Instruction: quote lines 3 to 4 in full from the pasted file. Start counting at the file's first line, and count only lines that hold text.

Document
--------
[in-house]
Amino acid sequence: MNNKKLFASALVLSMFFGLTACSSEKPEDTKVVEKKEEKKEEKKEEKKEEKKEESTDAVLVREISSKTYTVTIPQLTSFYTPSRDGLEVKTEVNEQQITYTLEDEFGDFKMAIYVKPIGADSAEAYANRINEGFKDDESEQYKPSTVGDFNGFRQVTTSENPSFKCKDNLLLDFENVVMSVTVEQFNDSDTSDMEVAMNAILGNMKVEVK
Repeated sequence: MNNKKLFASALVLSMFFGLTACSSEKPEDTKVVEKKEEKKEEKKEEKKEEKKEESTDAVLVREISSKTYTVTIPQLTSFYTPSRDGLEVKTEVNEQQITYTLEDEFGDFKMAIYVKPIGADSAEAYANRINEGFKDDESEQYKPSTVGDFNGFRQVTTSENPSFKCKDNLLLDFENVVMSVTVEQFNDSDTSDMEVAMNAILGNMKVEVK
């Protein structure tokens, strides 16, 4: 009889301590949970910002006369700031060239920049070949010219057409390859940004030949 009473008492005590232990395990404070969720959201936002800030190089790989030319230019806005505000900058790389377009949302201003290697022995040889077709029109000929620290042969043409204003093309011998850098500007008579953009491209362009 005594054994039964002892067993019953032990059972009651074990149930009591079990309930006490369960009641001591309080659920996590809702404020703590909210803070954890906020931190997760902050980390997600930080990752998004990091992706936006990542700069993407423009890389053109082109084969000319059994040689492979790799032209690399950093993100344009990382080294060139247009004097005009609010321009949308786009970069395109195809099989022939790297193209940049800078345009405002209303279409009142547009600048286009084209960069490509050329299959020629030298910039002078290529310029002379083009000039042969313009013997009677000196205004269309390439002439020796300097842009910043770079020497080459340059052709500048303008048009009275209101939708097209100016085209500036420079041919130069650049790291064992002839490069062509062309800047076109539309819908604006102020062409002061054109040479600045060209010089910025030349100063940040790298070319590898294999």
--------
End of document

Repeated sequence: MNNKKLFASALVLSMFFGLTACSSEKPEDTKVVEKKEEKKEEKKEEKKEEKKEESTDAVLVREISSKTYTVTIPQLTSFYTPSRDGLEVKTEVNEQQITYTLEDEFGDFKMAIYVKPIGADSAEAYANRINEGFKDDESEQYKPSTVGDFNGFRQVTTSENPSFKCKDNLLLDFENVVMSVTVEQFNDSDTSDMEVAMNAILGNMKVEVK
């Protein structure tokens, strides 16, 4: 009889301590949970910002006369700031060239920049070949010219057409390859940004030949 009473008492005590232990395990404070969720959201936002800030190089790989030319230019806005505000900058790389377009949302201003290697022995040889077709029109000929620290042969043409204003093309011998850098500007008579953009491209362009 005594054994039964002892067993019953032990059972009651074990149930009591079990309930006490369960009641001591309080659920996590809702404020703590909210803070954890906020931190997760902050980390997600930080990752998004990091992706936006990542700069993407423009890389053109082109084969000319059994040689492979790799032209690399950093993100344009990382080294060139247009004097005009609010321009949308786009970069395109195809099989022939790297193209940049800078345009405002209303279409009142547009600048286009084209960069490509050329299959020629030298910039002078290529310029002379083009000039042969313009013997009677000196205004269309390439002439020796300097842009910043770079020497080459340059052709500048303008048009009275209101939708097209100016085209500036420079041919130069650049790291064992002839490069062509062309800047076109539309819908604006102020062409002061054109040479600045060209010089910025030349100063940040790298070319590898294999």